Jay Fletcher

A possible malaria scare in the Manus Island refugee detention camp has sparked new calls to label the offshore detention regime a violation of human rights. The Asylum Seeker Resource Centre said on January 27 that a 10-year-old girl had been in the camp's medical centre with malaria-like symptoms — high fever, shivering and bodily pain.
Tamil refugee Ranjini and her two sons made headlines last May when they were taken without warning to Sydney's Villawood detention centre and locked up after Ranjini was labelled an ASIO “security risk”. The very next day, 33-year-old Ranjini learned she was pregnant. She gave birth to Paartheepan (Paari) on January 15. The newborn boy has the right to live outside detention with his father, Ganesh, who married Ranjini a year before she was detained and lives nearby in Sydney.
A Tamil refugee living in Australia on a bridging visa died in a Fremantle hospital on January 5 from suicide. He had a wife and young daughter still in Sri Lanka, and was waiting for an outcome on his refugee status. It was his second suicide attempt. Refugee advocates in Perth said he had been tortured in Sri Lanka and his mental health deteriorated while in detention on Christmas Island and in the remote north Queensland Scherger base — where he first attempted suicide.
Photos taken by refugees of their living conditions in the Australian detention camp on Manus Island have led to a new round of “systematic assault on asylum seekers’ basic rights”, according to Refugee Action Coalition spokesperson Nick Riemer.
Hunger-striking refugee 35-year-old Omid Sorousheh's desperate plea to be recognised as a refugee in Australia has been treated with contempt by immigration minister Chris Bowen, despite clear indications that he was close to death. Omid has been on a hunger strike for 50 days on November 30. That day it was reported he had been finally airlifted from Nauru and returned to Australia.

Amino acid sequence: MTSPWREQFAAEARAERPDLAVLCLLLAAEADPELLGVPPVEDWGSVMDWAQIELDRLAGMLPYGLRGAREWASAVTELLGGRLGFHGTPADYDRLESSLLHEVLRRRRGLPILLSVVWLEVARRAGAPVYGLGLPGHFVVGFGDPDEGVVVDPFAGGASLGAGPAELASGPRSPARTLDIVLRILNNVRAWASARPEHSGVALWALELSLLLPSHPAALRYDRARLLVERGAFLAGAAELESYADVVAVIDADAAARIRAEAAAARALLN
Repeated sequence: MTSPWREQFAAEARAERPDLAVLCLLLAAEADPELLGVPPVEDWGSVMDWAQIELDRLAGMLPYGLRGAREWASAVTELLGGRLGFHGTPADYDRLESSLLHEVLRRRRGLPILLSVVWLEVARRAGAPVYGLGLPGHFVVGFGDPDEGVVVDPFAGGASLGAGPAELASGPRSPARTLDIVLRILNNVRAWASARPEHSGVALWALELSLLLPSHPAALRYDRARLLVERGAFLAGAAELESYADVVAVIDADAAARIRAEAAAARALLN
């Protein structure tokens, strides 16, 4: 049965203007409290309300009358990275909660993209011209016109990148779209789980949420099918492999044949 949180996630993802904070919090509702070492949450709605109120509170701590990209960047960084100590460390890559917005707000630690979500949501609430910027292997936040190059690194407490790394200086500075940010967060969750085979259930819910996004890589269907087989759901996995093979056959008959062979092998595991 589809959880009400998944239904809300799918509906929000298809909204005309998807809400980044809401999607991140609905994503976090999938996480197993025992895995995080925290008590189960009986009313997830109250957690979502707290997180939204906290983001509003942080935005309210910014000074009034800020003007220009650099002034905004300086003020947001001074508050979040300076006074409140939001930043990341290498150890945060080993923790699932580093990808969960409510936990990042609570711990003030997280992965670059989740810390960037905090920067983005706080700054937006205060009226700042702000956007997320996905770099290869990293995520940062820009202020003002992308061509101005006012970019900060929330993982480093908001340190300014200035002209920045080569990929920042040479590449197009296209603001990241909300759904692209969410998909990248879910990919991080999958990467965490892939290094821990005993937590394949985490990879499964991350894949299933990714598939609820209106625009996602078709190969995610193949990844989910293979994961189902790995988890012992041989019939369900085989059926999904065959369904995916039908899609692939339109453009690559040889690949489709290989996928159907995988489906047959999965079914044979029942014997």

Labor is making a full-scale assault on the right of refugees to seek protection, as it continues to fill the Nauru detention camp, forcibly deport hundreds back to Sri Lanka before hearing their claims for asylum and keep thousands in perpetual limbo in the name of “deterrence”. Now, the federal government has revealed its plans for the almost 8000 people that have arrived seeking asylum by boat in recent months. The plan is worse than the extreme temporary protection visas introduced by the former John Howard Government.
This month is the start of the wet season on the tiny island of Nauru, where more than 370 refugees are being detained in Australian army tents that leak and do nothing to keep mosquitoes out.   In these appalling conditions, more than 300 men are refusing food and some are refusing water in a bid to have the department of immigration hear their claims for asylum.   That’s right — people that came to Australia exercising their legal and moral right to seek protection are on a hunger strike because the Australian government has decided to make an example of them.  
Refugees on Nauru have staged several peaceful but desperate protests in recent weeks to call attention to their worsening conditions. Several refugees have attempted suicide. But allegations have surfaced that staff inside the centre have made attempts to obstruct and interrupt their bid to be heard by the Australian public. One asylum seeker held on Nauru told Green Left Weekly that Salvation Army staff stationed in the centre had torn down protest signs assembled by the detainees.